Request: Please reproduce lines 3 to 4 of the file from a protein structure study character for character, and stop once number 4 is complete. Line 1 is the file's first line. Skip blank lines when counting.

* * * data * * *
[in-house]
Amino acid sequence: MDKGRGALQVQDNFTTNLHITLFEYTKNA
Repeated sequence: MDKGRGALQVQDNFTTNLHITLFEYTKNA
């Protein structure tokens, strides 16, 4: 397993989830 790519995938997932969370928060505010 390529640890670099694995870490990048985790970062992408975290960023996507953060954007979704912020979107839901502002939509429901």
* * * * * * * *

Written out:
Repeated sequence: MDKGRGALQVQDNFTTNLHITLFEYTKNA
């Protein structure tokens, strides 16, 4: 397993989830 790519995938997932969370928060505010 390529640890670099694995870490990048985790970062992408975290960023996507953060954007979704912020979107839901502002939509429901």